|Publication number||US5635069 A|
|Application number||US 08/501,157|
|Publication date||Jun 3, 1997|
|Filing date||Jul 11, 1995|
|Priority date||Jul 22, 1994|
|Also published as||DE19621426A1|
|Publication number||08501157, 501157, US 5635069 A, US 5635069A, US-A-5635069, US5635069 A, US5635069A|
|Inventors||Edward E. Boss, Samuel L. Shepherd|
|Original Assignee||Boss Edward E, Shepherd Samuel L|
|Export Citation||BiBTeX, EndNote, RefMan|
|Non-Patent Citations (1), Referenced by (30), Classifications (13), Legal Events (5)|
|External Links: USPTO, USPTO Assignment, Espacenet|
The present application is a continuation-in-part of U.S. patent application Ser. No. 08/278,902, filed on Jul. 22, 1994, and entitled "PROCESS FOR TREATING A WASTE SLUDGE", abandoned.
The present invention relates to processes for the treatment of waste sludges. More particularly, the present invention relates to processes that render biological waste sludges pathogen-free, vector-free, and sellable.
In the past, various techniques have been developed for the purpose of sterilizing or decontaminating biological sludges and wastes. The most common process is the process of mixing lime with the sludge. The reaction of lime with the water in the sludge serves to elevate the temperature of the sludge for a maximum of 100° C.
U.S. Pat. Nos. 4,781,842 and 4,902,431, issued to Nicholson, teach a process to decontaminate wastewater sludge to a level that meets or exceeds U.S. EPA process standards. The process mixes sludge with an alkaline material sufficient to raise the pH of the end product to 12 or higher for at least one day. This process will raise the temperature to 50° C., but will not sterilize the sludge, nor does it eliminate the pathogenic microorganisms.
U.S. Pat. No. 4,306,978, issued to Wurtz, relates to a process of lime stabilization of wastewater treatment plant sludge. This patent discloses the dewatering of the sludge and intimately mixing calcium oxide to raise the temperature so as to produce a stabilized sludge particle.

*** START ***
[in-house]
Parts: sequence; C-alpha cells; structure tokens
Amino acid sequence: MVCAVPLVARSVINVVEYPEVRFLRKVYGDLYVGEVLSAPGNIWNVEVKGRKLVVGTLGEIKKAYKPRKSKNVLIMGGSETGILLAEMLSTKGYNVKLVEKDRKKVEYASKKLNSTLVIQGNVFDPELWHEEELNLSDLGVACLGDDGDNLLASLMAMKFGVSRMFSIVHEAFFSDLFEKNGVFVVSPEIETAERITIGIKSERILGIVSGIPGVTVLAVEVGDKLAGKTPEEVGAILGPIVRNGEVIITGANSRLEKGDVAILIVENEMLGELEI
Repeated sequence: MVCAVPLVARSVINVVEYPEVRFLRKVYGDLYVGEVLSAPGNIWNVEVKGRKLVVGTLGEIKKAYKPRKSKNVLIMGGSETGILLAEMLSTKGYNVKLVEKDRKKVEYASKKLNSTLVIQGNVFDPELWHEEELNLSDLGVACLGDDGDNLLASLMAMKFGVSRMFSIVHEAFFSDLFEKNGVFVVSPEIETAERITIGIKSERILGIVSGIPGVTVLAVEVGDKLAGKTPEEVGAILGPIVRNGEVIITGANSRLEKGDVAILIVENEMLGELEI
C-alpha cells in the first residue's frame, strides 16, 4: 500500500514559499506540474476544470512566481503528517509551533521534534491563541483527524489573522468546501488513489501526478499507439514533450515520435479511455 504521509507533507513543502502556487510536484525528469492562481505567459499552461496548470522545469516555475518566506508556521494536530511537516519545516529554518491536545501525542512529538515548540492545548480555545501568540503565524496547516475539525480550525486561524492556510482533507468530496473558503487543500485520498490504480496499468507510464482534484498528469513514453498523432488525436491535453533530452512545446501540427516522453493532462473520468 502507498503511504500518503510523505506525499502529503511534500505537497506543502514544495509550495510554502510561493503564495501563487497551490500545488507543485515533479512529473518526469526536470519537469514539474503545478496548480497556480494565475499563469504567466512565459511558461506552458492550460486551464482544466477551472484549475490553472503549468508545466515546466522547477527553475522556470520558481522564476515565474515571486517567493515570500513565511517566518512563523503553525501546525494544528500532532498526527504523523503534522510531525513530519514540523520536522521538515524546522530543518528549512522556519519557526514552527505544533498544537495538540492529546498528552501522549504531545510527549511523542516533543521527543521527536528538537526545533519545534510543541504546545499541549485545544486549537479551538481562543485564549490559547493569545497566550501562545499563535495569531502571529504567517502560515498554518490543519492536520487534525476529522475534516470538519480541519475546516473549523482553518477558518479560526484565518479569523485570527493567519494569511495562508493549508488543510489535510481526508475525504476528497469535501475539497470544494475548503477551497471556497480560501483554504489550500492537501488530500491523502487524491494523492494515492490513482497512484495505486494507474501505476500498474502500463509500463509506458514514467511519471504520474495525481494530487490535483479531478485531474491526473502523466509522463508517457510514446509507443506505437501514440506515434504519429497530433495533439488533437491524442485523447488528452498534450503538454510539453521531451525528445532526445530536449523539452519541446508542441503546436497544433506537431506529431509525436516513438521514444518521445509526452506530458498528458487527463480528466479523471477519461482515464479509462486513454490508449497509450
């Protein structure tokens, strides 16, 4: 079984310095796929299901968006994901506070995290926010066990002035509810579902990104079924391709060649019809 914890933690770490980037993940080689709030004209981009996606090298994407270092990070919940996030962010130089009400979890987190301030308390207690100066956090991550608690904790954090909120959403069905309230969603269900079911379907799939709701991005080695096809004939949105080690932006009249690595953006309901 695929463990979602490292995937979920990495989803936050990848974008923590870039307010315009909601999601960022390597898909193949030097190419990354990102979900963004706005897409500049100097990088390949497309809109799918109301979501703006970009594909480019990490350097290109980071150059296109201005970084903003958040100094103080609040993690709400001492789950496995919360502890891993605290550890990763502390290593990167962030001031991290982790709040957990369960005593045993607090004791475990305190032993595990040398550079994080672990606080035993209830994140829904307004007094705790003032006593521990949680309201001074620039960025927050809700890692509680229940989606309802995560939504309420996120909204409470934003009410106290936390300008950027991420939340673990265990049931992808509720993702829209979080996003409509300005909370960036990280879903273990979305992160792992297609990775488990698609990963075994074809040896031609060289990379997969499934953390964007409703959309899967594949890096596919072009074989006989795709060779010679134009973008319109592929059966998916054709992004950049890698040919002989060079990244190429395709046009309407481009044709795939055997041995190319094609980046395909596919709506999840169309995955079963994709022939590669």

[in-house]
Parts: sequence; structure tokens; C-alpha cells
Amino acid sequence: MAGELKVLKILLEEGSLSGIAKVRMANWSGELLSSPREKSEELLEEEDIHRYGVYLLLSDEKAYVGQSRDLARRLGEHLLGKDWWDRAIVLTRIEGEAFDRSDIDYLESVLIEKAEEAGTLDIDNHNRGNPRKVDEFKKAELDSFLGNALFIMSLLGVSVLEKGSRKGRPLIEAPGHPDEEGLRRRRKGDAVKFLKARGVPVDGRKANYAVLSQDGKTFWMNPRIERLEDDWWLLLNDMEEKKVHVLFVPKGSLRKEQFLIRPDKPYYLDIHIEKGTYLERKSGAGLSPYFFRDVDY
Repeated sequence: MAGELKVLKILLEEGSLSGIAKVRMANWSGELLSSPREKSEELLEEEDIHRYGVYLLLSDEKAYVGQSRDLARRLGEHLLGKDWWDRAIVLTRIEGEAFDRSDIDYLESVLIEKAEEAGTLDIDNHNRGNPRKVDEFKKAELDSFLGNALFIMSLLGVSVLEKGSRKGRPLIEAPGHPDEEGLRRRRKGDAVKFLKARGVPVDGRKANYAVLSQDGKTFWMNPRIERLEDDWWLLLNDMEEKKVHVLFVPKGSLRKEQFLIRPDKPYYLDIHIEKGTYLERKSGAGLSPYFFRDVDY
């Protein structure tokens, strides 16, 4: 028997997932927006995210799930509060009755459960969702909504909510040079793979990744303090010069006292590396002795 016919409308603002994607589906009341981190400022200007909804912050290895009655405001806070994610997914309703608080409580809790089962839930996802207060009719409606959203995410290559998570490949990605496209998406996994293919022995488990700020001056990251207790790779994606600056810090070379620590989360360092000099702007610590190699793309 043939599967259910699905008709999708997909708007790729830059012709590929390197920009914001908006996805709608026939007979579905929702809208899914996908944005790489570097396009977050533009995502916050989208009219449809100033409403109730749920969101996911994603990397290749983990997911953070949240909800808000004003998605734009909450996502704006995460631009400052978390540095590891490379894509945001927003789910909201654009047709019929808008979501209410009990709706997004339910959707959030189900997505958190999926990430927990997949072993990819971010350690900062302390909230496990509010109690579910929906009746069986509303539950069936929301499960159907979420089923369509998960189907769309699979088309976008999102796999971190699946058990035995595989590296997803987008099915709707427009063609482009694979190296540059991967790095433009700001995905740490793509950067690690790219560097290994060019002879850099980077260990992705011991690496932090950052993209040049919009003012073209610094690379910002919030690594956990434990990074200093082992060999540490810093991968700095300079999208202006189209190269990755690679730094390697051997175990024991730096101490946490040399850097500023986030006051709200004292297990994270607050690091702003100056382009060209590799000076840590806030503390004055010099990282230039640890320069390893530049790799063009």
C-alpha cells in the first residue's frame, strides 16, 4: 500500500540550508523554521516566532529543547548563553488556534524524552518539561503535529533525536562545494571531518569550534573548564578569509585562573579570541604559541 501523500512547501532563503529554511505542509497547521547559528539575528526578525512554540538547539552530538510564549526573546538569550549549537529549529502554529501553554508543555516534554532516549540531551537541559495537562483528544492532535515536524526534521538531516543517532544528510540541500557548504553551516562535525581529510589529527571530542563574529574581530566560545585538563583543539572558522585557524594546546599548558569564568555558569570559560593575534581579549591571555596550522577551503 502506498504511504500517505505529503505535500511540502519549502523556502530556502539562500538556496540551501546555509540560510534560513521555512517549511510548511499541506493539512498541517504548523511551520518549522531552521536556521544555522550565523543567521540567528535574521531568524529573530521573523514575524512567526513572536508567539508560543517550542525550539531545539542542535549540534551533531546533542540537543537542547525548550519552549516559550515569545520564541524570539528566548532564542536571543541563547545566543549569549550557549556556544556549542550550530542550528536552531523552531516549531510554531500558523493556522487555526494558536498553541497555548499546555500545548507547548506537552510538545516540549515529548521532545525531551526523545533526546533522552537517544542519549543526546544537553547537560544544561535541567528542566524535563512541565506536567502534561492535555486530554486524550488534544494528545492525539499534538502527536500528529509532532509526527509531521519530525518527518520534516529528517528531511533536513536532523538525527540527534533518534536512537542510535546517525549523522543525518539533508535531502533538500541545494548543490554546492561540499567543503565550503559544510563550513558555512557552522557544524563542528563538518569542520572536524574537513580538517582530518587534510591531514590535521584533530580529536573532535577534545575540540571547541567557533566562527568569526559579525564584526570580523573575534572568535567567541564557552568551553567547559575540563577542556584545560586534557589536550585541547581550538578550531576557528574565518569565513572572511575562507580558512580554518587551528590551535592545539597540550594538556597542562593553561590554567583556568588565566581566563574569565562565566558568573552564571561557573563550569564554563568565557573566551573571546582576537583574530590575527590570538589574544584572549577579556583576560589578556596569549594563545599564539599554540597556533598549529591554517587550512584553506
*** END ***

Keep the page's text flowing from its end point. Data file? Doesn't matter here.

None of these prior art inventions are capable of achieving temperatures, when mixed the sludge, of greater than 100° C. None of these prior art techniques allow for the shorter drying times as required by 40 C.F.R. Subchapter O, Part 503.32 a.311.A-D. The shorter drying times, as required by this Subchapter, are in accordance with the following formula:
D=time in days
t=temperature in degrees Celsius
It is an object of the present invention to provide a process for rendering a biological waste sludge pathogen-free and vector-free.
It is another object of the present invention to provide a process that converts the biological waste sludge into a sellable end product.
It is still a further object of the present invention to provide a process that eliminates or reduces waste incineration and landfilling of waste sludges.
It is another object of the present invention to provide a process that eliminates the odors resulting from lime stabilization.
It is still a further object of the present invention to provide a process that facilitates the dewatering of the biological sludge.
It is still another object of the present invention to provide a process that recycles waste heat.
It is still a further object of the present invention to provide a process for treating waste sludges that is cost effective, easy to use, and easy to install.
These and other objects and advantages of the present invention will become apparent from a reading of the attached specification and appended claims.